I just returned from a week in Florida, where I experienced reinforcement in Biblical principles I am learning regarding helping people in need.
Our family noticed a homeless woman setting up “camp” on the beach we were enjoying. Camp consisted of a number of cardboard boxes, a few beach towels and two well-worn beach umbrellas.
My wife, Cheryle, who has an extra measure of the “gift of mercy,” was not content with just ignoring the woman or even stopping by to hand her a bottle of water or bag of snacks as others were doing. While we never witnessed anyone being unkind to this woman, we also never noticed anyone talking to her for any length of time — until Cheryle.
My wife spent nearly an hour with “Ellie,” who admittedly was mentally ill. She was somewhat rational about many pertinent things such as where she was, how she got there and why she had no place to stay. Her irrationality showed up in her long and sordid history which included having married a man who had been dead for more than 100 years.
I stayed nearby, just enjoying witnessing my wife give Ellie the most treasured gift of all — a listening and nonjudgmental ear.
Ellie never asked us for anything.
Finally, after listening patiently, Cheryle made numerous suggestions until exhausting all avenues of options to try and help Ellie. I then asked Ellie, “What do you need right now?” Ellie responded that she really didn’t need anything, but she would prefer water from IHOP due to the fact (in her mind) that bottled water, even the Evian that people were giving her, was causing her to itch and the IHOP water wasn’t “tainted.” If we would be so kind she would also enjoy a cheeseburger from IHOP as well, but other than that she really had everything she needed.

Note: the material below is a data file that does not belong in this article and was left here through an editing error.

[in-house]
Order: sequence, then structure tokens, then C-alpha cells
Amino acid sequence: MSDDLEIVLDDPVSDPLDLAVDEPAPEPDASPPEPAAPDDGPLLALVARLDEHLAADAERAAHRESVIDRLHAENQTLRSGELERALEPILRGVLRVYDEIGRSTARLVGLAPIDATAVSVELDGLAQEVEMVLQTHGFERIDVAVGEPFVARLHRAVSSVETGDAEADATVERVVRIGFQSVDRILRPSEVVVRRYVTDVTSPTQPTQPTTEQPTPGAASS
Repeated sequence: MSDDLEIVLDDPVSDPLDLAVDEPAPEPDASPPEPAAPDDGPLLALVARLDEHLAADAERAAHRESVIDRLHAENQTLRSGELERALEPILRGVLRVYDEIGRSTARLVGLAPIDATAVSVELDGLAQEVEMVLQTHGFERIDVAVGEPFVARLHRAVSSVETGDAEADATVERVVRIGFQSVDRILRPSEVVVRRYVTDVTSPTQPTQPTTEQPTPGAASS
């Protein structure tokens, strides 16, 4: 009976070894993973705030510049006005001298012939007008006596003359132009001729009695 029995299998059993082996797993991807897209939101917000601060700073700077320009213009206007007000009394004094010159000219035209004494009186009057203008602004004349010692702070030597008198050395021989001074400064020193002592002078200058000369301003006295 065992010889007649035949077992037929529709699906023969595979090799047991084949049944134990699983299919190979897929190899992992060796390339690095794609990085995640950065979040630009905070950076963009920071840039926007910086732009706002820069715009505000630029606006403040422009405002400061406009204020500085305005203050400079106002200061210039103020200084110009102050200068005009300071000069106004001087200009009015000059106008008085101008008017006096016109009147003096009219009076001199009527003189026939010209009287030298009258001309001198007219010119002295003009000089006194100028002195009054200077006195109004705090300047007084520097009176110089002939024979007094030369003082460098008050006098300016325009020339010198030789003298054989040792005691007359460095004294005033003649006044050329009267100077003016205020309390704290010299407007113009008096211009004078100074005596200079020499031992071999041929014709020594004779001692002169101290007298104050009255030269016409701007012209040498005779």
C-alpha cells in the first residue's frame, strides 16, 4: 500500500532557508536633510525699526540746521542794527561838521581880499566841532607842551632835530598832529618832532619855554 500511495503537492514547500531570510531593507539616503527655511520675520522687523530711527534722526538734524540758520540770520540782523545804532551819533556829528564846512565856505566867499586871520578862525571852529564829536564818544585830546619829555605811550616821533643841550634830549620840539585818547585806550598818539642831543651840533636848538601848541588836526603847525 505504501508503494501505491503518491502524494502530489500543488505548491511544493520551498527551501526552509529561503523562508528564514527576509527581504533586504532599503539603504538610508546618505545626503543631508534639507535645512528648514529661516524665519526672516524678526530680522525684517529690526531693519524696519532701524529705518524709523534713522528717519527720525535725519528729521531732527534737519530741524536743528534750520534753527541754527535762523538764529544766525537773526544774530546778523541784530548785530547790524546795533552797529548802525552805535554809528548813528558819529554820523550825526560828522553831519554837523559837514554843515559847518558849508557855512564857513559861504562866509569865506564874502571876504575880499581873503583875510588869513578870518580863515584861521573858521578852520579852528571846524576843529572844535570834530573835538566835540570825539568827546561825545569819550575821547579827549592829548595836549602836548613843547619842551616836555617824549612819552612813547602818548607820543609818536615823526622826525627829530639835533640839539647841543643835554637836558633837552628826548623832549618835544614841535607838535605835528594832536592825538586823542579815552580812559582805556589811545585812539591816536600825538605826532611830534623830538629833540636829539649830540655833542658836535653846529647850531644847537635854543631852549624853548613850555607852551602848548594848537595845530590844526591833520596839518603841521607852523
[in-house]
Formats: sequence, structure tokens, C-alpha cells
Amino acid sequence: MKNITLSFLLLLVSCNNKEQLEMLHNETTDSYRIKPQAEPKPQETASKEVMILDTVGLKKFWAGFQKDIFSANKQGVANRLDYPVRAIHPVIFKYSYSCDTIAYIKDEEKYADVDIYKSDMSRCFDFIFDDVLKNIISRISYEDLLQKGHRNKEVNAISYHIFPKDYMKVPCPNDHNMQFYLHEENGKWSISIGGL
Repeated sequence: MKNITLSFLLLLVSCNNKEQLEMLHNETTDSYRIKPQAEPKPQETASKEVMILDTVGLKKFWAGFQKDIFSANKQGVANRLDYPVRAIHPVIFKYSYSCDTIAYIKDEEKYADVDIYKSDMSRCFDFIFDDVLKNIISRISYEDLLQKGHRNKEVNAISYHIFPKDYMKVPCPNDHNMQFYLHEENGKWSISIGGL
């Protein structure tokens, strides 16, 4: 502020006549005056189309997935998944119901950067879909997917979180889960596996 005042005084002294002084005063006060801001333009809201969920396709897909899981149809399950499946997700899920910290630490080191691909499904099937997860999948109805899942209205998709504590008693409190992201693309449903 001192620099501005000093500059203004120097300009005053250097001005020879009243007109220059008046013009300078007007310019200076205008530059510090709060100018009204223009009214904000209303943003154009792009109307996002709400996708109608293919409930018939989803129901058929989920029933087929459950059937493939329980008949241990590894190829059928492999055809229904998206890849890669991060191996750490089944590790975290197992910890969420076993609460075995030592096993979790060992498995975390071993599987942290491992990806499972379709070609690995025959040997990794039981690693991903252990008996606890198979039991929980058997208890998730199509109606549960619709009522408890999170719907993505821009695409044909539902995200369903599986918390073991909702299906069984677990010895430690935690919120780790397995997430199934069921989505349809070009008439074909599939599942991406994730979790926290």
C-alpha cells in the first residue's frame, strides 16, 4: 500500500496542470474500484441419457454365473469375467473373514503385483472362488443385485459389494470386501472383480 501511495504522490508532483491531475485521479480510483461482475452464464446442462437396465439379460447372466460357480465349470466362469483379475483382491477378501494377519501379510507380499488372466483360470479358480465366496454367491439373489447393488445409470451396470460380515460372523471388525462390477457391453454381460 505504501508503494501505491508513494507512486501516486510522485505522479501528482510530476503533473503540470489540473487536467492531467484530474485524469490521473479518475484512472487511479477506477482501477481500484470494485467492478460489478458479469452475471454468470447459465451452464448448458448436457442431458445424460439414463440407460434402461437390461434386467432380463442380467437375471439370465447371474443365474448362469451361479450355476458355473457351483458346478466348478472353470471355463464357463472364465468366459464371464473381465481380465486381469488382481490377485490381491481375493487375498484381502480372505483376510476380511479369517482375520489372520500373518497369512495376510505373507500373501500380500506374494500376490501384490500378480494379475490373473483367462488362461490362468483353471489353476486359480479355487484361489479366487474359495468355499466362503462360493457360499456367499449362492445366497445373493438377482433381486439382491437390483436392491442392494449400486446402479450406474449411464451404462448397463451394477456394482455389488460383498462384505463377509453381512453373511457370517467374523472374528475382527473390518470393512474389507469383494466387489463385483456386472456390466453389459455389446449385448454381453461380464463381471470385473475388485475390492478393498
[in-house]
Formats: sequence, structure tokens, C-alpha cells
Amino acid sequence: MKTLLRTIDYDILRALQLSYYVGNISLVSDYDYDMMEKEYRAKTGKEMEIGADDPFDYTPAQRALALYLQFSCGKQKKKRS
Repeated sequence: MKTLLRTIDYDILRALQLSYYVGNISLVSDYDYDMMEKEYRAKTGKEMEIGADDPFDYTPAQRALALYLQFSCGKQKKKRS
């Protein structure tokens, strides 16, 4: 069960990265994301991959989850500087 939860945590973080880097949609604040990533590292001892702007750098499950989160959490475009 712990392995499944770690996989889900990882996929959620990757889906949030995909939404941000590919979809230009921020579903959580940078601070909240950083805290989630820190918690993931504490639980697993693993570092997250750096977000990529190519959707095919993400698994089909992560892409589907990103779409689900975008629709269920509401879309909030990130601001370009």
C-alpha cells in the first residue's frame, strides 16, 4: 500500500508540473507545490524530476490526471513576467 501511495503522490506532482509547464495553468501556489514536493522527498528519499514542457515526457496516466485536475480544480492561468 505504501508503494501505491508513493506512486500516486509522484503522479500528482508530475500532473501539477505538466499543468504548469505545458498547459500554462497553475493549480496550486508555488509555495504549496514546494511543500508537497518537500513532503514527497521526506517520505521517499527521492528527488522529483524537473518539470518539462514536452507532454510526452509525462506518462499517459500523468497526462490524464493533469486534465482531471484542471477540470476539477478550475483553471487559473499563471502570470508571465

Everything she needed? What about a bed, a roof over her head or even a pillow? How about medication for the mental illness she divulged to us or better clothes? Not to mention gainful employment, family and friends or any of the many other normal things we enjoy in life?
I have found it is futile to try and “fix” someone who has no need for my preconceived idea of what they should need.
Jesus consistently taught this principle in His ministry here on Earth. It used to confuse and even frustrate me that Jesus always asked someone what they wanted Him to do for them. It seems to me that a blind man would want his sight, a lame man to walk and a mentally ill person wholeness, but Jesus always asked anyway.
I mean no disrespect when I say this, but Jesus shows us that you “can’t fix stupid.” You surely are familiar with the origin of that line from a redneck comedian’s famous joke: If you have a choice between marrying ugly or stupid — choose ugly because you can’t fix stupid.
Jesus shows us this principle most clearly at the healing that took place at the Pool of Bethesda. The famous story found in John 5 has Jesus entering the area where we understand that potentially several hundred ill and invalid people would gather near the pool waiting for the water to move. The superstition had it that when the water moved (probably a hot springs type effect we are familiar with) an angel was stirring, and if you could enter the water during the event, you miraculously would be healed.
Jesus seems to be oblivious to everyone else at the pool and zeros in on the man in the story, eventually asking him if he wants to be healed. The man is lame, lying next to the healing pool, and Jesus wants to know if he wants to be healed — yes, Jesus wants to know if he wants to be healed.
Too often, those of us in the business of “fixing” people have decided for ourselves just what our clients need. I am in the business of experiencing and sharing wholesale life change through a relationship with Jesus Christ, but I often find that I am interacting with people who just want their light bill paid or next month’s rent or … their next fix.
This idea of always asking people what they see as their most important need is great wisdom and a guiding principle for helping people in need. Love INC ends its intake with a similar question: “What is your most pressing need?”
Love INC has learned the wisdom of Jesus in helping people in need.
Asking people what they want done for them is how Jesus interacted and still interacts with people in need.
So … what do you want Jesus to do for you?
Leonard Browning is the pastor at The Journey at First Baptist Church in Craig.